History of the Cancer Center
Vanderbilt University Medical Center has been at the forefront of groundbreaking cancer research and treatment for decades. This history includes the work of Nobel laureates Earl Sutherland and Stanley Cohen, whose research in cell communication, growth and disseminationare the foundation of many of today's breakthroughs in cancer treatment. It also included the cornerstone support of the Henry and Joyce families and the A.B. Hancock Jr. families, who had established a clinical care and research center and a laboratory focused on cancer prevention.
Left to right: Dr. Roscoe R. (Ike) Robinson; Dr. Harold L. Moses; Mrs. A.B. (Waddell) Hancock Jr.; Frances Williams Preston; E. Bronson Ingram; Edward G. Nelson; Peggy Joyce; and Dr. B.F. Byrd Jr.
Building on this rich legacy, the Vanderbilt Cancer Center was formally established in 1993, under the leadership of Dr. Hal Moses, to bring together all cancer-related research, treatment, education and outreach at Vanderbilt.This early leadership team, including founders such as Drs David Johnson and Lawrence Marnett, had a clear vision and a strong commitment to excellence.
The Centers creationwas also made possible through the important support of the T.J. Martell Foundation, which established its Nashville division and the Frances Williams Preston Laboratories at Vanderbilt that same year.
The immediate objective was to jointhe ranks ofthe premier institutions designated by the National Cancer Institute as Comprehensive Cancer Centers. Only two years later, the first major step toward that objective was accomplished, with an initial designation as a "clinical cancer center." The Vanderbilt Cancer Centerwas the youngest center to go from creation to designation by the NCI, the worlds foremost authority on cancer.
Another significant milestone occurred in 1999, when Nashville's Ingram family made a transformational gift in honor of the late E. Bronson Ingram, philanthropist, businessman and civic leader. Formally named the E. Bronson Ingram Cancer Center at Vanderbilt University, the center quickly became known as the Vanderbilt-Ingram Cancer Center in recognition of this important partnership to eliminate the pain and suffering caused by cancer in Tennessee, in the United States and around the world.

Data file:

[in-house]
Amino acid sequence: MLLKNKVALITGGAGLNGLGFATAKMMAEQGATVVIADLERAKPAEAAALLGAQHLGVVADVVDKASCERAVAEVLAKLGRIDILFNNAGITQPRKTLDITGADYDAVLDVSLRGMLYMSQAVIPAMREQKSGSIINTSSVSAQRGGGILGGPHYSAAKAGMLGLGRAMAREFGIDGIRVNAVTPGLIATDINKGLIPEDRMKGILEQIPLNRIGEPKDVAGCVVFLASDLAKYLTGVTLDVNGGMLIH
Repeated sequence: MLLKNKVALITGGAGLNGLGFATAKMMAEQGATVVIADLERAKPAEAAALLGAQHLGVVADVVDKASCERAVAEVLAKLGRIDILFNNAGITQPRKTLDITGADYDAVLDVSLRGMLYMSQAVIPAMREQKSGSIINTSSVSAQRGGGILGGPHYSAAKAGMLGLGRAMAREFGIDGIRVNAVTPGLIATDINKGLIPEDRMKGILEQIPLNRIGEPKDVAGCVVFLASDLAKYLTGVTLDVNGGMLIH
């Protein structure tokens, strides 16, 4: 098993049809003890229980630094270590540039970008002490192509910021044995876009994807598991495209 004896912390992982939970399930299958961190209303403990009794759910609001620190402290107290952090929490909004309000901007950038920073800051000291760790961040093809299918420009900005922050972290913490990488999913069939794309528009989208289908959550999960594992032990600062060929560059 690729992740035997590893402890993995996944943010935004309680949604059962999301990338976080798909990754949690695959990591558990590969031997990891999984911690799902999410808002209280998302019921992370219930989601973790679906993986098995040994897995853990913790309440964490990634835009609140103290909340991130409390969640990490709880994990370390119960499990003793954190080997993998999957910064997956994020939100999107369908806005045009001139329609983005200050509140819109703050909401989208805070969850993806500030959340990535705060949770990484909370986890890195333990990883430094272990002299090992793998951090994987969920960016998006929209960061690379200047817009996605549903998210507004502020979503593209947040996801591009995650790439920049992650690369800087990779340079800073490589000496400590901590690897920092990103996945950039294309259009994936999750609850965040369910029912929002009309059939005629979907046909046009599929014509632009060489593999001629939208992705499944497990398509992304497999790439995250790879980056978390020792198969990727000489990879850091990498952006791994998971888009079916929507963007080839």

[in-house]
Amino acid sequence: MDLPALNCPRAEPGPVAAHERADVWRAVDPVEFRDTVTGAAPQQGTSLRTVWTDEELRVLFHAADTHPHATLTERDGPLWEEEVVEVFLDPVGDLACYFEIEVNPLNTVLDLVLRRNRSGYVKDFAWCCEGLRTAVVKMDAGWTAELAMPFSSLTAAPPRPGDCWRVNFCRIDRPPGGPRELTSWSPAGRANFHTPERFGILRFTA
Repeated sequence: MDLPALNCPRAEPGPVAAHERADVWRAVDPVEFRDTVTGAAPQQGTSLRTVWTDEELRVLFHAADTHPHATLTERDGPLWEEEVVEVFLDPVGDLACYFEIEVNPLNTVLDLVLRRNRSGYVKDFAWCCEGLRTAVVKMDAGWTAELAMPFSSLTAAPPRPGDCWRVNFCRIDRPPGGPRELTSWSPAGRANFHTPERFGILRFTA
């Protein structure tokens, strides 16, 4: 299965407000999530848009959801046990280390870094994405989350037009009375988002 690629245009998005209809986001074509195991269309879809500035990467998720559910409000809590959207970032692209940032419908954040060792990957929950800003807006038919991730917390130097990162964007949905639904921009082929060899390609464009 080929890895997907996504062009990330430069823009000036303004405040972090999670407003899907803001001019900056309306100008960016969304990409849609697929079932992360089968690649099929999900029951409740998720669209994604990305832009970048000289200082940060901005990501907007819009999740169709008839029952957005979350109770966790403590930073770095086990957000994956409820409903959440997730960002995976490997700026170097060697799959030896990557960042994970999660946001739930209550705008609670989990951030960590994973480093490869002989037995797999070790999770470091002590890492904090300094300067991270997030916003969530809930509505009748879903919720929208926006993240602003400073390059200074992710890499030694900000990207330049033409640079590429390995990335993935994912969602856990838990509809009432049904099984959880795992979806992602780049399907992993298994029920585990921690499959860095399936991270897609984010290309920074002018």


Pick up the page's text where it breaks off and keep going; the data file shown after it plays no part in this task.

In 2001, the Center earnedtheNCI's highest distinction as a Comprehensive Cancer Center, and itremains one of only45 such centersin the United States. The Centerachieveda successful renewal of that designation in 2004, becoming one of thefew cancer centers deemed"outstanding" - the verybestcategoryin NCIgrant scoring-duringthis rigorous, competitive peer-review process.
In 2005, Dr. Moses became director emeritus and remains an active senior faculty member and advisor. He also is director of the Frances Williams Preston Laboratories.
Based on the strong foundation established by that original leadership team and the talents of the investigators, physicians and staff who have followed, the Centercontinues to excel in securing research funding, making important translational discoveries and demonstrating excellencein research, clinical care, education and outreach.
In 2007, Jennifer A. Pietenpol, Ph.D., Vanderbilt Professor of Biochemistry, Cancer Biology and Otolaryngology, became Interim Director of Vanderbilt-Ingram Cancer Center and was named Director in January 2008. Later that year, the President appointed Pietenpol to serve a six-year term on the National Cancer Advisory Board of the National Institutes of Healths National Cancer Institute.
In 2007, the Center was invited to join the prestigious National Comprehensive Cancer Network, a non-profit alliance of 26 leading centers working together to improve thequality and effectiveness of cancer treatment for all patients.
In July 2010, the Vanderbilt-Ingram Cancer Center launched the Personalized Cancer Medicine Initiative, becoming the first cancer center in the Southeast to offer cancer patients routine genotyping of their tumors at the DNA level. The Center continues to be a national leader in precisionmedicine, providing tumor genotyping for several forms of cancer.
In 2013, theVanderbilt-Ingram Cancer Center celebrated 20 years of milestones and advancements in research and clinical careand helping patients and caregivers reach their personal milestones.